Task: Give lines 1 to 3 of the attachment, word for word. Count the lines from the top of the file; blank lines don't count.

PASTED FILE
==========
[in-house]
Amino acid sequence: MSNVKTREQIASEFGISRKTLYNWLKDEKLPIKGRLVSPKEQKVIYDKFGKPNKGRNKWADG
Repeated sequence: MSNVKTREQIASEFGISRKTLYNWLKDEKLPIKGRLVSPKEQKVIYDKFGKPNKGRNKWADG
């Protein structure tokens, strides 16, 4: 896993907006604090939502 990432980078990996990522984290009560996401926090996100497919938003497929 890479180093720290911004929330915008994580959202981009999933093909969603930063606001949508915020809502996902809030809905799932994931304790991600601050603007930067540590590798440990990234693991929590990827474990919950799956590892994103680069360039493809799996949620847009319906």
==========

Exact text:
[in-house]
Amino acid sequence: MSNVKTREQIASEFGISRKTLYNWLKDEKLPIKGRLVSPKEQKVIYDKFGKPNKGRNKWADG
Repeated sequence: MSNVKTREQIASEFGISRKTLYNWLKDEKLPIKGRLVSPKEQKVIYDKFGKPNKGRNKWADG